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ISS Flight Preparation & Hardware Status. 08 July 2002 Steve Sell (sell@payload.com) Stephanie Chen (chen@payload.com). Agenda. Payload Systems activities Mission description and logistics Integration activities Hardware build status. Payload Systems Activities.

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iss flight preparation hardware status

ISS Flight Preparation & Hardware Status

08 July 2002

Steve Sell (sell@payload.com)

Stephanie Chen (chen@payload.com)

agenda
Agenda
  • Payload Systems activities
  • Mission description and logistics
  • Integration activities
  • Hardware build status
payload systems activities
Payload Systems Activities
  • Design and construct SPHERES flight hardware
    • Spheres
    • Beacons
    • Laptop hardware
  • Conduct NASA International Space Station integration activities
    • Safety review process
    • Develop experiment procedures
    • Conduct crew training
    • Create Graphical User Interface (GUI)
    • Conduct training of ISS crews
  • Conduct hardware analyses and testing
    • Safety verification analysis
    • Flight certification testing
      • Vibration
      • EMI acoustic
major components
Major Components

Laptop Assembly

SPHERES Satellites

Ultrasound Beacon

(5 Total)

hardware components
Hardware Components
  • SPHERES consists of three “satellites”, eight inches in diameter
    • Each satellite is self-contained with power (AA batteries), propulsion (CO2 gas), computers, and navigation equipment
    • The satellites communicate with each other and an ISS laptop through a low-power wireless (RF) link
  • Five ultrasound beacons located in the SPHERES work envelope act as a navigation system
    • Each beacon is self-contained and uses two AA batteries
    • A single beacon is approximately the size of a pager
    • Operational volume is 6’ x 6’ x 6’ (up to 10’ x 10’ x 10’ is possible)

Satellite

PADS beacon

spheres satellite
SPHERES Satellite

- X

Thruster

Ultrasonic receivers

CO2 tank

Adjustable regulator

Pressure gauge

+ Z

Satellite body axes

- Y

operational configurations
Operational Configurations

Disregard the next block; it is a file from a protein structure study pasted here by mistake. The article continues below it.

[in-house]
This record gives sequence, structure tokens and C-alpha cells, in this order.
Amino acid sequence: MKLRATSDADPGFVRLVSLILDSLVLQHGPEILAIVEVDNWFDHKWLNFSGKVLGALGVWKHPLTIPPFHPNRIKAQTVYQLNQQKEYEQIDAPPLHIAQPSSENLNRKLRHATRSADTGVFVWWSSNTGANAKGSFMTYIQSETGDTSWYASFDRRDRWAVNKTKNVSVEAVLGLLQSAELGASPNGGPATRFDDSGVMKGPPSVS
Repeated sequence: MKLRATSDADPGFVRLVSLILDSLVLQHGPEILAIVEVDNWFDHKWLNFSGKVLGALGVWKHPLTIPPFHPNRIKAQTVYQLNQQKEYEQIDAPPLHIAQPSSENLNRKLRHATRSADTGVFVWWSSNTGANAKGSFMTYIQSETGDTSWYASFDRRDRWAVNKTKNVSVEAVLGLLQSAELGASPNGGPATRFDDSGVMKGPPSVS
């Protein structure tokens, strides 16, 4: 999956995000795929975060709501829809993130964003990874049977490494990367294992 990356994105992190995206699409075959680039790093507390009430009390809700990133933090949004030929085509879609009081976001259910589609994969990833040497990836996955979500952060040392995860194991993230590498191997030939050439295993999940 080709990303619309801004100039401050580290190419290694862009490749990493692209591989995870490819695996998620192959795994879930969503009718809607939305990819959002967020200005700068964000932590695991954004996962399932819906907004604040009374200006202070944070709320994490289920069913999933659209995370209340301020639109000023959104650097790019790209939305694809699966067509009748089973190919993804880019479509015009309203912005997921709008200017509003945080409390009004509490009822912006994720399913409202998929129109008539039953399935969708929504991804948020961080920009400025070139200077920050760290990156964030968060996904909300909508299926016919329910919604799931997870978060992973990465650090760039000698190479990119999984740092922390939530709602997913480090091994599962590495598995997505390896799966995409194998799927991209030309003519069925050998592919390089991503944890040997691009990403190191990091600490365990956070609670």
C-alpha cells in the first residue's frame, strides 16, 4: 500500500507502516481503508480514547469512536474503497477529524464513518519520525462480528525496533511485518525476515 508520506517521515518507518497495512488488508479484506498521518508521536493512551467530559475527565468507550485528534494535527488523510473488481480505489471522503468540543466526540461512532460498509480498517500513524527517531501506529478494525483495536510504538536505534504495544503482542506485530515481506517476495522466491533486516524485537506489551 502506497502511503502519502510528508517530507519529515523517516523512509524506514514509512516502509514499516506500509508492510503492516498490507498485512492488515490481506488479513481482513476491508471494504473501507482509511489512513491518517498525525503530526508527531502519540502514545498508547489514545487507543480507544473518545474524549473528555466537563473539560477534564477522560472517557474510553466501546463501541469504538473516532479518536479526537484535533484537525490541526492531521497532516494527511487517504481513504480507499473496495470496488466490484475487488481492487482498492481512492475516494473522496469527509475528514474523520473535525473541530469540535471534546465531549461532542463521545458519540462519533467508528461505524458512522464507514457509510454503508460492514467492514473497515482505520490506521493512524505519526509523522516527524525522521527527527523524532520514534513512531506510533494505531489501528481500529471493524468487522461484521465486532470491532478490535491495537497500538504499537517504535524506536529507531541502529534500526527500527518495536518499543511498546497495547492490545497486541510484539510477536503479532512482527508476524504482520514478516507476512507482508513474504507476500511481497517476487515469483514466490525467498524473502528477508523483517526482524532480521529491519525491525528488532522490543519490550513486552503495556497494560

• Mode 1: Single satellite operations
    • Long term station-keeping
    • Minimum propellant maneuvers through pre-determined profiles
      • Isolated multidimensional rotation, multidimensional translation
      • Combined rotation & translation
  • Modes 2 and 3: Multiple satellite operations (two or three satellites)
    • Docking
    • Topological orientations
      • Independent control
      • Collision avoidance
      • Hierarchical control (leader-follower)
      • Distributed control (consensus)

Example configurations on the KC-135

typical test session
Typical Test Session

Each satellite calculates position from PADS beacons

Transfer protocol/commandsvia wireless link to satellites

ISS Laptop

Satellites perform formation flying maneuver

Control loop

Uplink protocols to OPS LAN prior to SPHERES ops

Appropriate thrusters fire

Data continuously downloaded to laptop

ISS Laptop

Downlink experiment data to ground after SPHERES ops

typical crew operations
Typical Crew Operations

Take down and

stow equipment

Setup test area

(position US beacons)

Unstow

equipment

Load tanks

& battery packs

into satellites

Upload protocols

from laptop to

satellites

Run protocols

from laptop

YES

NO

Test session over?

Satellites out

of gas / power?

YES

NO

mission logistics
Mission Logistics
  • SPHERES manifested on ISS for two increments
    • Ascent flight ISS-12A.1 (STS-116, June 2003),
    • Resupply flight ISS-13A (STS-117, September 2003) for replacement of consumables
    • Descent flight ISS-15A (STS-119, January 2004)
  • Operation Time
    • Allocated 20 hours operation time (nominally spread over twelve sessions)
  • Initial stowage requirements
    • Three SPHERES satellites
    • Five US beacons
    • Laptop transmitter
    • Consumables (CO2 tanks and battery packs)
    • Spares TBD
stowage allocation
Stowage Allocation
  • SPHERES is allotted 1.83 Middeck Locker Equivalents (MLEs) over ascent and resupply flights
    • 1.5 MLE total on ascent flight
    • 0.33 MLE total on one resupply flight
  • Stowage allocated in Cargo Transfer Bags in the SpaceHab Module
    • Possible to be stowed in any locker location
consumables
Consumables
  • Two approaches were taken to determine consumable estimates: top-down (fixed stowage constraint) and bottom-up (fixed operation hours)
  • CO2 tanks